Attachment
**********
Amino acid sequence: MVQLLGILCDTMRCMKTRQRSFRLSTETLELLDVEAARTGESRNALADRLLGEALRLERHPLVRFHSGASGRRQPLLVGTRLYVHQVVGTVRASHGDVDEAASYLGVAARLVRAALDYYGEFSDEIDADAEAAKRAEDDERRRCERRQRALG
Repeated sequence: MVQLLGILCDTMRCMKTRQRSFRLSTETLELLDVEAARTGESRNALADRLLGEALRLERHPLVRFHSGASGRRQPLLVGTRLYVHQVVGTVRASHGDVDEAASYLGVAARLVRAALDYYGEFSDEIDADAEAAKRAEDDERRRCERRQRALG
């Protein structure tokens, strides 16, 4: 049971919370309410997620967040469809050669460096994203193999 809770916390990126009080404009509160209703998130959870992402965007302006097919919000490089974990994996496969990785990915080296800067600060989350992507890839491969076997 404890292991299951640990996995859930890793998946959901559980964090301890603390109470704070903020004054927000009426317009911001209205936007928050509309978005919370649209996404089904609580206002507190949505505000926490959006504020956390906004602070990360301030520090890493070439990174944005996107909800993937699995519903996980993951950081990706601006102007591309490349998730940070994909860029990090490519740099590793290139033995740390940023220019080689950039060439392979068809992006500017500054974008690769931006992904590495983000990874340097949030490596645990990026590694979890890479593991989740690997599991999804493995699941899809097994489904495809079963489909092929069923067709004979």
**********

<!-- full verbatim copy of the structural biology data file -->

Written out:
Amino acid sequence: MVQLLGILCDTMRCMKTRQRSFRLSTETLELLDVEAARTGESRNALADRLLGEALRLERHPLVRFHSGASGRRQPLLVGTRLYVHQVVGTVRASHGDVDEAASYLGVAARLVRAALDYYGEFSDEIDADAEAAKRAEDDERRRCERRQRALG
Repeated sequence: MVQLLGILCDTMRCMKTRQRSFRLSTETLELLDVEAARTGESRNALADRLLGEALRLERHPLVRFHSGASGRRQPLLVGTRLYVHQVVGTVRASHGDVDEAASYLGVAARLVRAALDYYGEFSDEIDADAEAAKRAEDDERRRCERRQRALG
């Protein structure tokens, strides 16, 4: 049971919370309410997620967040469809050669460096994203193999 809770916390990126009080404009509160209703998130959870992402965007302006097919919000490089974990994996496969990785990915080296800067600060989350992507890839491969076997 404890292991299951640990996995859930890793998946959901559980964090301890603390109470704070903020004054927000009426317009911001209205936007928050509309978005919370649209996404089904609580206002507190949505505000926490959006504020956390906004602070990360301030520090890493070439990174944005996107909800993937699995519903996980993951950081990706601006102007591309490349998730940070994909860029990090490519740099590793290139033995740390940023220019080689950039060439392979068809992006500017500054974008690769931006992904590495983000990874340097949030490596645990990026590694979890890479593991989740690997599991999804493995699941899809097994489904495809079963489909092929069923067709004979």